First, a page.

Why do migrants risk their lives in the English channel over staying in France?

·4-min read
A Border Force vessel brings in migrants found off the coast of Dover in August last year. - Shutterstock
A Border Force vessel brings in migrants found off the coast of Dover in August last year. - Shutterstock

Thousands of migrants risked their lives to cross the Channel before the tragic drowning of 27 people on Wednesday, in what is thought to be the biggest loss of life in the current crisis.

25,700 people, more than three times the numbers who made the crossing last year, have attempted to reach Britain by sea, according to the Press Association.

What drives these desperate people to try and get to Britain from France, despite it and other EU nations providing a safe place to claim asylum?

Why do migrants risk dying in the English channel over staying in France? - STEVE FINN /STEVE FINN PHOTOGRAPHY
Why do migrants risk dying in the English channel over staying in France? - STEVE FINN /STEVE FINN PHOTOGRAPHY

Why do they want to come to Britain?

The reasons are varied. Some migrants will be fleeing persecution for their politics or sexuality.

Others will be trying to leave wartorn countries such as Afghanistan, which recently fell to the Taliban, Syria or Iraq.

Some migrants will have left their homes for economic reasons in the hope of building a better life.

Why don’t they stay in France?

Many do. Less than 3 per cent of refugees in Europe come to the UK with most claiming asylum in safe countries there.

Every year up to five times as many refugees claim asylum in France as try to get to the UK, according to the Care 4 Calais charity.

The mayor of Calais has blamed the British government for not being tough enough on migrants and said the UK had created a pull factor to Britain.

Why do migrants risk dying in the English channel over staying in France? - GONZALO FUENTES /REUTERS
Why do migrants risk dying in the English channel over staying in France? - GONZALO FUENTES /REUTERS

Those who do attempt the crossing are likely to speak English rather than French or have family members already in Britain.

Others may come from countries with historical ties to Britain or places where the military has been active, such as Afghanistan.

Britain’s benefit system is blamed for attracting migrants but the weekly allowance of £39.63 is less generous than in France, where asylum seekers get £43.50 per week and can start applying for work after six months.

But it is easier to find informal or black market jobs in the UK than in France or other EU countries.

What is France doing?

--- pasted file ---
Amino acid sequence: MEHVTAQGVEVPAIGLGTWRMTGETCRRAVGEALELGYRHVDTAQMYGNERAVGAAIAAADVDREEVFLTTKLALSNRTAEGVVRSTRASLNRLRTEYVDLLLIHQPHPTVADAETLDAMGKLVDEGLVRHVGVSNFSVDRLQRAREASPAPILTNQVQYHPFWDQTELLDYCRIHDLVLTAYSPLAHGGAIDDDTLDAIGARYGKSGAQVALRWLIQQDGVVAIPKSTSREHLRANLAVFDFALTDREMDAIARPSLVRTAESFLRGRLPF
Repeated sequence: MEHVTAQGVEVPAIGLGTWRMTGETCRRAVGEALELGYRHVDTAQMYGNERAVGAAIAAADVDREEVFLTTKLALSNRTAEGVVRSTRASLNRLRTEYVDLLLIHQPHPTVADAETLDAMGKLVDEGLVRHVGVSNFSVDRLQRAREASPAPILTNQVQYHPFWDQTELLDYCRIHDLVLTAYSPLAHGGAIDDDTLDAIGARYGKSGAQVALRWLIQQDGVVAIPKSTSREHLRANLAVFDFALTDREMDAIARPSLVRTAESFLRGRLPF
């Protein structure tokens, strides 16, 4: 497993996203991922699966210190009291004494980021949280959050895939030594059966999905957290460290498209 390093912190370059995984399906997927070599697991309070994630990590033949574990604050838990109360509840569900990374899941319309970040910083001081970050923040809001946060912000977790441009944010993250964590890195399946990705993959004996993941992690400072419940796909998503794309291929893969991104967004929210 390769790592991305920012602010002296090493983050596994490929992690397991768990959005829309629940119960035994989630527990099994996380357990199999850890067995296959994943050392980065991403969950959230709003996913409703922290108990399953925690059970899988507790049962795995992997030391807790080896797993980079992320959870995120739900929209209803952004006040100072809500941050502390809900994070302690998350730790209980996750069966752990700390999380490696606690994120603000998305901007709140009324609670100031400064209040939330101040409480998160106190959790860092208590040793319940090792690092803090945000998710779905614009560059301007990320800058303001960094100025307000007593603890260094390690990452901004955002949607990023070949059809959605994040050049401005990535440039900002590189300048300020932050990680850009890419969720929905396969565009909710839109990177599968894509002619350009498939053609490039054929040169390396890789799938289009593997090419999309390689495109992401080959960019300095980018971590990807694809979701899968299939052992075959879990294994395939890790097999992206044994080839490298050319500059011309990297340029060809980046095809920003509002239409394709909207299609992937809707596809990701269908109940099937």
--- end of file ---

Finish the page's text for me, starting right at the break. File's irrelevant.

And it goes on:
Britain has two recent deals, worth £28 million and £54m with France to pay for increased surveillance of the coast.

France has rejected UK demands for joint Border Force and French Navy patrols in the channel.

Since November’s £28 million deal, the French have stopped more than 18,000 attempted crossings but most still pass undetected under cover of night.

What happens?

Most of the boats leave the Northern coast of France. This is often the culmination of a long and dangerous journey in the hands of criminal people smugglers.

The boats are usually intercepted before landing by the Royal National Lifeboat Institution or Border Force.

Once in the UK, 98 per cent of the migrants claim asylum, which is a legal right. Asylum claims can take months or years to process.

Some 29,450 applications for asylum were lodged in the UK in 2020, compared to a peak of 84,132 in 2002.

Why the Channel?

Covid has impacted on freight, reducing migrants' option to cross the channel.

The weather has been less stormy than is usual for autumn, which has meant the crossings have continued beyond summer.

Is it a migrant crisis?

There are fewer asylum claims and sea crossing in the Channel than other parts of Europe. Asylum claims in the UK have remained stable.

105,135 people arrived in Europe over the Mediterranean this year and numbers were far higher until the EU struck a migrant deal with Turkey to host refugees.

More than 416,600 new asylum claims were lodged in European Union member states last year, including 102,500 in Germany, 81,800 in France, 37,900 in Greece and 21,200 in Italy, according to Eurostat.

What about Brexit?

If the UK was still a member state of the European Union, EU rules would insist that migrants be returned to the first safe country in the bloc they landed in to claim asylum there.

Brexit means that the UK is no longer part of those rules, which makes it more difficult to return migrants.

Rather than an EU wide migration deal, the UK has to strike bilateral agreements with countries such as France and there is no deal on returning migrants with Paris.

UK-French relations have suffered as a result of the Auukus submarine row and disputes over post-Brexit fishing licences, which risk complicating a joint response to the crossings.

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